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Vol. LVII, No. 11
June 3, 2005
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NINDS's Liu Returns to China to Train Students

International Activities, recently traveled back to her native China to help teach students about neuroscience career development and opportunities for international research collaboration.

Her trip was sponsored by the International Brain Research Organization (IBRO) as part of its Visiting Lecture Team Program (VLTP), which provides basic neuroscience training to students in economically developing countries and features intense 10-day lecture courses on various neuroscience topics.

 
  Drs. John Nicholls and Yuan Liu (r) sign copies of From Neuron to Brain during the Visiting Lecture Team Program course in China.
"The purpose of the program is to plant seeds in these countries to help develop the next generation of neuroscientists," said Liu, who not only lectured the students but also donated 100 copies of a textbook to them.

The textbook, a Chinese translation of From Neuron to Brain, by renowned neuroscientist Dr. John Nicholls, is one of the best textbooks for neuroscience, according to Liu. Nicholls, who served as director of the VLTP group from 1994 to 2002, also traveled to China with Liu and other VLTP members. "If you can have a version in your language along with the original text, it's much easier to absorb and understand," said Liu.

She speaks from experience as she was once a student from the economically developing China 20 years ago when she enrolled in a neurobiology course taught by Nicholls. Although she was already interested in science, neurobiology in particular, she remembers that the course had a profound effect on her.

"I feel like my participation now is in some sense a repayment because I was the beneficiary of a similar program," said Liu, who is considered one of the program's role models. "Although I am an American citizen, in my heart I still love my home country. I hope Chinese science can blossom and grow."

Born in Tianjin, China, to intellectual parents, Liu grew up with a love of books and knowledge and an appreciation of education. Her mother was a language scholar who maintained shelves of foreign language books, and her father studied mathematics and engineering in the United States with the goal of bringing Western science and technology back to China. His plans were derailed, however, as he was later accused of being a "counter-revolutionary" and was put in jail when Liu was only 3 years old.

At a young age, Liu's mother encouraged her to read, and eventually to establish a children's library to share her books with friends. "She even taught me how to catalog the books according to subject," said Liu.

Liu's own formal education was abruptly halted in October 1966, after she completed 5th grade, when the whole country of China fell into turmoil due to the Chinese Cultural Revolution.

According to Liu, the revolution, which was begun by Communist Party leader Mao Zedong, was actually an anti-revolutionary movement against all previous human cultures — including traditional Chinese and Western cultures. "For 10 years, there were no schools at all. All the schools were closed and there was no intellectual stimulation," said Liu.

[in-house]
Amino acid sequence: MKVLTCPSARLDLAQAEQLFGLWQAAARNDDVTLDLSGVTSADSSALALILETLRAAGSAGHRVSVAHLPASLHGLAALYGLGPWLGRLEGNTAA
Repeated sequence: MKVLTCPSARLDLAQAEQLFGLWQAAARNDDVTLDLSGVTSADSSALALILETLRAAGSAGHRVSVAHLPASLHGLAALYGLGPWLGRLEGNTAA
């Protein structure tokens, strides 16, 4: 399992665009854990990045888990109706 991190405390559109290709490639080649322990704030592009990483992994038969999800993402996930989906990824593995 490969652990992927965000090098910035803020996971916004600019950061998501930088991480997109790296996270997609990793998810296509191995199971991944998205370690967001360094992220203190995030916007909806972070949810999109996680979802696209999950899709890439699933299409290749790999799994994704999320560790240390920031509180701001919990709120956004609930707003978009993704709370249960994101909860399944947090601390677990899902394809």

Her home was invaded and all of the family's books were thrown onto the front lawn and burned by the Red Guard, a group of students who violently carried out the revolution. "They burned every book, every volume. They took away literally everything — all of our furniture and even our house," she said. "Even today the smell of burning paper brings back terrible memories."

Liu and her mother were forced to live in a basement and Liu was later required to work in a factory. Still her desire to read and study continued. She borrowed things to read including an old English textbook that she was only allowed to keep for a few days. Knowing this, her mother borrowed a typewriter as well and hand-typed the textbook so Liu could continue to study. This, of course, got her mother into a great deal of trouble.

In 1976, after the revolution ended, Liu became a college student at age 24 upon receiving one of the highest marks on a nationwide college exam. She then enrolled in Peking University and was placed in the department of biology. "I was very lucky and motivated," she said. "I had a good mother who encouraged me to study."

Liu went on to earn her bachelor's and master's degrees in neurophysiology at Peking University. It was during this time that she took Nicholls' neurobiology course and was later invited to join his laboratory in Switzerland. She went on to earn her Ph.D. in neuroscience from the Biozentrum, Universitšt Basel in Switzerland while working in Nicholls' laboratory.

She later accepted a postdoctoral position at the State University of New York at Stony Brook, and from there she came to NIH as an intramural scientist for NICHD. Soon after, she moved to an NINDS laboratory, studying synaptic transmission and plasticity.

In 1995, she became a program director for the Basic Neuroscience Program at NIAAA. She was recruited back to NINDS in 1999 as a program director in the channels, synapses and circuits cluster, and became chief of the newly established Office of International Activities in 2004.

Liu strongly believes in IBRO's mission to promote neuroscience and encourage communication and collaborations among brain researchers worldwide.

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